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3. WHO SAID THIS WAS A YOUNG MAN’S GAME? Jerry Kelly is playing in his 16th consecutive Sony Open. And it’s possible that no one player in the field knows Waialae better than the former hockey player from Madison, Wis.
That knowledge came to good use Saturday as Kelly fired a 4-under 66 in windy conditions that made scoring difficult for many.
At age 47, Kelly knows he has to take advantage of a familiar venue such as Waialae.
“It’s scoot‑it golf, and I’m pretty good at scooting-it golf,” said Kelly, who has a victory and five additional top 10s at Sony. “My miss is usually a good clean miss, and I keep the golf ball in front of me and keep it bouncing towards the pin. I don’t play the sky‑ball, land‑it‑soft shots. It plays to my game.”
Kelly, who at 10-under 200 stands two shots behind Chris Kirk, relishes his position near the top of the leaderboard, which should come as no surprise here. In his last eight final rounds at Waialae, Kelly has a scoring average of 66.88, with low rounds of 65 in 2003 and ’04.
That low score is likely the number that he will need Sunday to give himself a chance for his fourth Tour victory.
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4. THANKS TO THE OLD GUYS: Australian Robert Allenby is regarded as one of the best ballstrikers on the PGA Tour. At the same time, though, he has the reputation as one of the Tour’s worst putters – especially among those at his home club in Jupiter, Fla.
“I’ve been playing the guys at Admiral’s Cove, all the 60-year-olds, and they make me putt out because they’re like waiting for me to miss,” Allenby said. “I keep shooting 7, 8, 9 under and stuff with them.”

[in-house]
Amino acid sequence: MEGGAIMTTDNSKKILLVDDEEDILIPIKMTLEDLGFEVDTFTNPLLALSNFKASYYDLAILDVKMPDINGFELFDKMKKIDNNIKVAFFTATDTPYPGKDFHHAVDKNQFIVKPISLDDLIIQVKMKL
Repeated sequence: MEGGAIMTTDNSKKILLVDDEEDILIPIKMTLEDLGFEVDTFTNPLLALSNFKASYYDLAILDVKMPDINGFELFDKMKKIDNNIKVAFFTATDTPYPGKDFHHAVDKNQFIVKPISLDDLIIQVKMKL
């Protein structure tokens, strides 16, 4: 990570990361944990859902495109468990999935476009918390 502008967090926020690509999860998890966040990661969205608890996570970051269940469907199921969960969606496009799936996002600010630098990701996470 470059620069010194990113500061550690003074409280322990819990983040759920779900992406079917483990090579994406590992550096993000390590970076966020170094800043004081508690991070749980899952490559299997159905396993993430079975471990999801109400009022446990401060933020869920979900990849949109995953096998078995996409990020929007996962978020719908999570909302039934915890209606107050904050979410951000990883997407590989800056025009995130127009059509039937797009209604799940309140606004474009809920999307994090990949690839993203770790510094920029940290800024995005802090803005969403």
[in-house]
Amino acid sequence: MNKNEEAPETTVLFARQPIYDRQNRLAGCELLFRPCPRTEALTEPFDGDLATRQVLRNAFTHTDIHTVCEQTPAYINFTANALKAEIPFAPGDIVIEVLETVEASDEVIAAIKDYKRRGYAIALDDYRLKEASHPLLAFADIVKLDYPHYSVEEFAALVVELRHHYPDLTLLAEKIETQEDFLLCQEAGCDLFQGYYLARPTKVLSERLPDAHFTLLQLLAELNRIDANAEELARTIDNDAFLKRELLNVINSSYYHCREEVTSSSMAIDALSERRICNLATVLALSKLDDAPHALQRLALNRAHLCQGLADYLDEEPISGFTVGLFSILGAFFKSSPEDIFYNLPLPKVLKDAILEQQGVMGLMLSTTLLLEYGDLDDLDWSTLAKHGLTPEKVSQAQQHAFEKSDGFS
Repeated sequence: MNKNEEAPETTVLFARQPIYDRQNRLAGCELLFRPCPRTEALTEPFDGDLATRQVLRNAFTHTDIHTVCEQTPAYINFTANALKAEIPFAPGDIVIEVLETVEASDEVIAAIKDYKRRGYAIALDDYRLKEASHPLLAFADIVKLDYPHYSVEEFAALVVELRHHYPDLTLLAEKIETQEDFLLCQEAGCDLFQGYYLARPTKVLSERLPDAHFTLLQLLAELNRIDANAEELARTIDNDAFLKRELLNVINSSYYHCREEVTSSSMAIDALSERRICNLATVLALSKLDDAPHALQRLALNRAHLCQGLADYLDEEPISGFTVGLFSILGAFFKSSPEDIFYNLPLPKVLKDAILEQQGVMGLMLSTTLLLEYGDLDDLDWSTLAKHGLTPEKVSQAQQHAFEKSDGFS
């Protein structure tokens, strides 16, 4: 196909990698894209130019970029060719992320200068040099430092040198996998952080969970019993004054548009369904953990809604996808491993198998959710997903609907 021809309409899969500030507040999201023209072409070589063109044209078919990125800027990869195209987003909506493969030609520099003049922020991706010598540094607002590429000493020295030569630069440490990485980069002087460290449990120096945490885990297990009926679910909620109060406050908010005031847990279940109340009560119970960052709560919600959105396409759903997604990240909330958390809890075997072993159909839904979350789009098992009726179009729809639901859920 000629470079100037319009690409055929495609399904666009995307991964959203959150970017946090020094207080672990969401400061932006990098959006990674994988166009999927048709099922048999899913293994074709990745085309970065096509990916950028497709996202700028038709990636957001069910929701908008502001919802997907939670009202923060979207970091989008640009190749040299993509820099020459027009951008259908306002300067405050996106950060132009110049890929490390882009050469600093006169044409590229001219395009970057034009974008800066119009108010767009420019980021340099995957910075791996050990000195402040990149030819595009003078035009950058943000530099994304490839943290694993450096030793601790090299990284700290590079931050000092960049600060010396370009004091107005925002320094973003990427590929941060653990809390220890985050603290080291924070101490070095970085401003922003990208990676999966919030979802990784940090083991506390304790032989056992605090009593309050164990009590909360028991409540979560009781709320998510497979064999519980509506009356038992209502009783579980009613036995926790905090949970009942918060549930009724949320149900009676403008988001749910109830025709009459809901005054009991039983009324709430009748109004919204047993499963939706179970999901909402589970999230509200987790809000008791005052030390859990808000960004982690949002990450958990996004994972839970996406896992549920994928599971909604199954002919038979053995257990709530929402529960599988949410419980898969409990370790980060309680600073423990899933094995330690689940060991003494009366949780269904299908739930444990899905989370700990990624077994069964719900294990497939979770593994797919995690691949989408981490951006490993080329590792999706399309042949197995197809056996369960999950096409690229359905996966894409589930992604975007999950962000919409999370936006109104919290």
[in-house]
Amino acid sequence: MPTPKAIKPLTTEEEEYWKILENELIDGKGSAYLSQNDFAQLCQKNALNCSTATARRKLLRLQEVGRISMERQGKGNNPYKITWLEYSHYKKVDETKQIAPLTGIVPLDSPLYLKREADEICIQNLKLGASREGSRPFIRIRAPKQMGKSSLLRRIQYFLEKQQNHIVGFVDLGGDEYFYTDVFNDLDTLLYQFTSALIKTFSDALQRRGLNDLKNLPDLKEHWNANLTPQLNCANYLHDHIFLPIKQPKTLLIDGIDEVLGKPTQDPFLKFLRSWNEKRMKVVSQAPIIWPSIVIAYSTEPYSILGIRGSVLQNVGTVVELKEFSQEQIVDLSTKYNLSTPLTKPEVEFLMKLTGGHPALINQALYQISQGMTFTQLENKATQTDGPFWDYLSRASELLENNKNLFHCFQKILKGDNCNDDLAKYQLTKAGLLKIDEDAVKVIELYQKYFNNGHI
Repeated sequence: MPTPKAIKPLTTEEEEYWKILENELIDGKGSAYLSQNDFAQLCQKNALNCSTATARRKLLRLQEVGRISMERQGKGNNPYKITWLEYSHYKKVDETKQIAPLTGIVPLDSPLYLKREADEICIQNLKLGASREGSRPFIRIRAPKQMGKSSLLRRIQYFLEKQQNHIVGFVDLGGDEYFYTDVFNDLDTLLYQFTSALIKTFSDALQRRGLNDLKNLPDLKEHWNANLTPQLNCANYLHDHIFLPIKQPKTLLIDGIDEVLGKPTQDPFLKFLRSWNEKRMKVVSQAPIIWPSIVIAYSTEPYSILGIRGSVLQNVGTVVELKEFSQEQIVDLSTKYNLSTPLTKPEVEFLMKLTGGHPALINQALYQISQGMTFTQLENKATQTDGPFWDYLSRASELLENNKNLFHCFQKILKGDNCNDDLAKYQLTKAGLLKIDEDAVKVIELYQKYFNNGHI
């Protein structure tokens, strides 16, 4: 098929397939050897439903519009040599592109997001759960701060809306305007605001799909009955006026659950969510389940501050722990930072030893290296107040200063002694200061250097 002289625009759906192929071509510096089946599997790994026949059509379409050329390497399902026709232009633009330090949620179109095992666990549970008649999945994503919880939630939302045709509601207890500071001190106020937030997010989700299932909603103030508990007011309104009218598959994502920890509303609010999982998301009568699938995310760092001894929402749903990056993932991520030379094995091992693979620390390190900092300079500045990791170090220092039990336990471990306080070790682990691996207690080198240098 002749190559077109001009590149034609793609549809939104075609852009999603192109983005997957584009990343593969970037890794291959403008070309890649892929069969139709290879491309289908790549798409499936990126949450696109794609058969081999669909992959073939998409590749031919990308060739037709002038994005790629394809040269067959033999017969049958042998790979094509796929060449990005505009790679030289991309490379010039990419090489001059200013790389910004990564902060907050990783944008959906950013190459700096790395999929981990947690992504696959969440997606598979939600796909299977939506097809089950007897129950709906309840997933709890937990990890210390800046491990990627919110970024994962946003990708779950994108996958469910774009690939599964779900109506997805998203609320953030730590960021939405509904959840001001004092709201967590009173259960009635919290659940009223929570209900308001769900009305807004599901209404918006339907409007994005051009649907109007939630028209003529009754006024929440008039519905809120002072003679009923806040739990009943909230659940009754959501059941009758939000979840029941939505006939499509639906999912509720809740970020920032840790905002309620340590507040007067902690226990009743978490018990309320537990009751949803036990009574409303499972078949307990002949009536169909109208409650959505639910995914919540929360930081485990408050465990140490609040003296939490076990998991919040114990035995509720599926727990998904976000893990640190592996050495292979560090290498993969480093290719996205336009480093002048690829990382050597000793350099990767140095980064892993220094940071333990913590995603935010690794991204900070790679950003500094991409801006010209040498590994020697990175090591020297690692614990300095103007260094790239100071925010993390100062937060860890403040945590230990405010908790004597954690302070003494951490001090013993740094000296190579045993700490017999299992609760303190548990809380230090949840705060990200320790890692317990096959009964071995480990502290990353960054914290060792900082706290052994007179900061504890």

It’s extra practice that seems to have paid off for Allenby. Of the top 15 players on the leaderboard at Waialae, Allenby and Hideto Tanihara are the only two players ranked inside the top 10 in strokes gained-putting. Allenby is seventh.
But Allenby also needed a little luck in shooting his third-round 65. On the par-5 ninth hole, Allenby’s drive just missed finding the driving range, left of the fairway. He was able to take relief and ended up making par.
Then at the par-5 18th, Allenby pull-hooked his drive on the dogleg-left hole and could hit his second shot only down the 10th fairway. He then hit his third over palm trees and onto the 18th green, again saving par.
“Massive,” he said of the two breaks.
Allenby, a four-time PGA Tour winner, played in 24 events on the PGA Tour in 2013 and missed the cut 18 times, recording only one top 10: a 10th-place finish at the FedEx St. Jude Classic.
Finishing 185th in the FedEx Cup last year, Allenby had to gain exemption into the 2014 season via being top 25 on the PGA Tour career money list.
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5. SHORT SHOTS: With 79 players making the cut, a second cut was made Saturday. The eight players missing out on the final round were Scott Verplank, John Huh, Miguel Angel Carballo, Toshinori Muto, Ken Duke, Kevin Foley, Eric Dugas and Joe Durant. . . . The ninth and 18th holes, the only par 5s, played easiest again Saturday. The hardest hole? The par-3 17th, with a stroke average of 3.114. . . . Since 2006, six 54-hole leaders or co-leaders have gone on to win the Sony Open, including last year’s winner, Russell Henley.